Back in August I did a piece on how to make your own wet palette. In that post I focused on the principles of using a wet palette and some of it simple concepts. Switching from dry painting to wet blending is a huge step forward for anyone's hobby, but it also comes with its own list of complications as well as benefits.
In this post I'll take you through a step-by-step of how to take a model (in this case a pink horror) from prime coat to the table. I'll also address some of the bumps-in-the-road you may encounter from using this technique and little tips to help you paint smarter.
To get started let's go over our checklist: painting mat (in my case an exacto cutting board), wet palette, mixing brush (to blend paints on palette, I use an old standard dry brush), basing brush, fine detail brush, paints, water, towel/napkin, good lighting source (I prefer a fluorescent desk lamp for a bright, clean, white light), and a cup of your favorite caffeinated beverage (mine's green tea with lemon).
Begin by cleaning your model of extra flash or mold lines (I miss them sometimes in my excitement to get painting) and apply a primer coat. For many projects that are flesh or lighter colors I choose white primer to keep the colors bright. When it comes to large scale models with lots of recesses, shadowing or armor plating I prefer black. In this case we'll use white for the pink horror.
This particular pink horror is going to have two primary base colors, magenta and pink. Using a wet palette will allow us to seamlessly blend the two colors together to give the effect that the horror is shifting color. If you are uncomfortable painting two side-by-side bases apply the following steps, but with only one base.
To achieve the magenta base we make a 1:1 blend of Warlock Purple and Bleached Bone. To do this pour out a drop of paint from your pot that is about the size of the tip of a pencil eraser. Pour the warlock and bone onto the wet palette side by side, take your mixing brush and gently swirl the two colors together. Take care not to push too hard as you may rupture the waxed paper palette surface if you do. Also, mix the paints together and spread them onto the palette so that a thin layer of paint covers the palette's surface, too much paint in one area won't benefit from the palette's wet property.
For the second base, mix a 1:1:1 blend of warlock, bone, and Elf Flesh. Apply both bases in thin even coats, completely covering the primer coat. Because we're using a wet palette the paints should apply smoothly, without clumps. If you paints are too watery, clean your brush, dip it back into the paletted paint and gently wipe it on your cleaning surface to remove excess moisture. If this problem persists, leave your palette exposed for a few minutes, this should dry the paints slightly.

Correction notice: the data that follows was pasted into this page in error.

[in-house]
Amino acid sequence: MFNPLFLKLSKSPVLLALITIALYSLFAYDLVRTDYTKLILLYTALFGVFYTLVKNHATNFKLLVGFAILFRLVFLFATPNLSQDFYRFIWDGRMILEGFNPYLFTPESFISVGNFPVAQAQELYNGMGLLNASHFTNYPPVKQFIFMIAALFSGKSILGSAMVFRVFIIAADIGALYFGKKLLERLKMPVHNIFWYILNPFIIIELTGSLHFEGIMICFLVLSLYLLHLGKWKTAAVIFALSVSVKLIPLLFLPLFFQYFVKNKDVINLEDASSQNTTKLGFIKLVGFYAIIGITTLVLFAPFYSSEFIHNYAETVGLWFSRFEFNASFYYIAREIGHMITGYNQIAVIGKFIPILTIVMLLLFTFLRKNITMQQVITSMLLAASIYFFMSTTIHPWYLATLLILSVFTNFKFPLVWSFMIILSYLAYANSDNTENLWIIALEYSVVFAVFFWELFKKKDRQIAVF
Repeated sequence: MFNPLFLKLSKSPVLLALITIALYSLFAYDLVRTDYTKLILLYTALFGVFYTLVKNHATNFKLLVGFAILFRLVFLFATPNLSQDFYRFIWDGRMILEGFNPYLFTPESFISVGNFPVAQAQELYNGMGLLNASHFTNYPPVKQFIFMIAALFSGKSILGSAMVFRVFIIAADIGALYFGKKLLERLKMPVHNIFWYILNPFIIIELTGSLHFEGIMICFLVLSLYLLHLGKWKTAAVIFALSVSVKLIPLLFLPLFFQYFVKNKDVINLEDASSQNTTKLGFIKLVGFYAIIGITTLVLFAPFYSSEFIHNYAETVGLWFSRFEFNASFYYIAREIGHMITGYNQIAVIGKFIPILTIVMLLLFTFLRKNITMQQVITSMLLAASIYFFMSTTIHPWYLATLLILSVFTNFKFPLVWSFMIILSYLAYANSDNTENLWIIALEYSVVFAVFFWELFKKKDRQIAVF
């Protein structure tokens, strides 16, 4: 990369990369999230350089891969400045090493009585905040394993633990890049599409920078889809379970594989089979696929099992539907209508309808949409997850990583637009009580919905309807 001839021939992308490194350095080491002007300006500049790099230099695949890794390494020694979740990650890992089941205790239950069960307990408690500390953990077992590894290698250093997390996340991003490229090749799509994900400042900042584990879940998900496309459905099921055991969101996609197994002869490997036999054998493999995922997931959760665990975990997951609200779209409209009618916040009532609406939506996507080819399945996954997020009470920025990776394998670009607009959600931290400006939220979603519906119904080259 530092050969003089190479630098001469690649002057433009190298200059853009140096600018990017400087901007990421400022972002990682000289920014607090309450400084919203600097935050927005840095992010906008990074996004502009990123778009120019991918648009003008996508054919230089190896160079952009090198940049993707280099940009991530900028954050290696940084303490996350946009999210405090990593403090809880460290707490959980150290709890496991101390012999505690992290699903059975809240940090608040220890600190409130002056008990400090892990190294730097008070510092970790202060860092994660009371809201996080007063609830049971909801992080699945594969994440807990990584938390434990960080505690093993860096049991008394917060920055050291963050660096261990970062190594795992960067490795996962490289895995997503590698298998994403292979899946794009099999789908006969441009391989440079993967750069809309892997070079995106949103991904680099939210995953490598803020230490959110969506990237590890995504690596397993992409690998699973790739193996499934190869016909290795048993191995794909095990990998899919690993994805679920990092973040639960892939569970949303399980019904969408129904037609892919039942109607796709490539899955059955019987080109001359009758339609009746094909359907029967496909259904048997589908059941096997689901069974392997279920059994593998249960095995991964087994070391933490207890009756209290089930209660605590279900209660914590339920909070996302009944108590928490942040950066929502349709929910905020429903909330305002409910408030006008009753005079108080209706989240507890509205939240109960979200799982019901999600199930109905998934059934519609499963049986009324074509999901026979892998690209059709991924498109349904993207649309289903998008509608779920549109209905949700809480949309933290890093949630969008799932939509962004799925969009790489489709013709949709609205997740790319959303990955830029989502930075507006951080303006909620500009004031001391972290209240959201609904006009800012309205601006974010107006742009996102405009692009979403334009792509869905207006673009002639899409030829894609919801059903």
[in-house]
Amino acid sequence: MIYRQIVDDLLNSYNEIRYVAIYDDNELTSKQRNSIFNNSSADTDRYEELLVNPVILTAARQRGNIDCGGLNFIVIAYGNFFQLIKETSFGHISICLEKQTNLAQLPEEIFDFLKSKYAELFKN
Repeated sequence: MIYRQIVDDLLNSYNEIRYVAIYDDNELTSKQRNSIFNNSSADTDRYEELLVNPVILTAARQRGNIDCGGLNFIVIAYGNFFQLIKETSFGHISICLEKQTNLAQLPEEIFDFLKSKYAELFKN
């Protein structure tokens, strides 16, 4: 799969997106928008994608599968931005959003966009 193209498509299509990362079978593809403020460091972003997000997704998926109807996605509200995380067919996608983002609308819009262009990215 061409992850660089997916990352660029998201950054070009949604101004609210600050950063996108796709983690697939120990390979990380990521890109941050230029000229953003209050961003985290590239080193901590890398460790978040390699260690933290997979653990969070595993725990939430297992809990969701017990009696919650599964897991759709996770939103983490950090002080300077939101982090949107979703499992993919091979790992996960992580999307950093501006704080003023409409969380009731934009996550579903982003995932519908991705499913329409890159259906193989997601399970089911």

You may be thinking that that is a lot of instruction just to put a couple of base coats on a model. It is, but the main focus of this post is to not only show how to wet blend, wash, and base, but to also talk about the thought processes and the philosophy of the techniques. By doing so you should gain perspective and not just replicate the process, but understand how it really works. You can get a "1,2,3 guide" anywhere, we'll strive to go a little deeper than that. Let's continue.
With the body base coats complete, let's move on to detail base coats. At this stage you want to base anything that could run a risk of smudging its paint onto further higher coats on the body of the mini as you continue painting. The flame is a good example of this, and so is the inside of the mouth and tongue. Paint anything now that is in deep recess (mouth) or contains a broad surface (flame).
To do the inside of the mouth mix a tiny amount of Chaos Black to the edge of you magenta mixture. For the tongue, a straight warlock base should do nicely.
To give the flame a fire effect we'll base it with its lightest shade first, then add darker shades to the raised portions (this gives the effect of intense heat/energy at the flame source and diminishing heat as it radiates out). Base the flame Scorpion Green.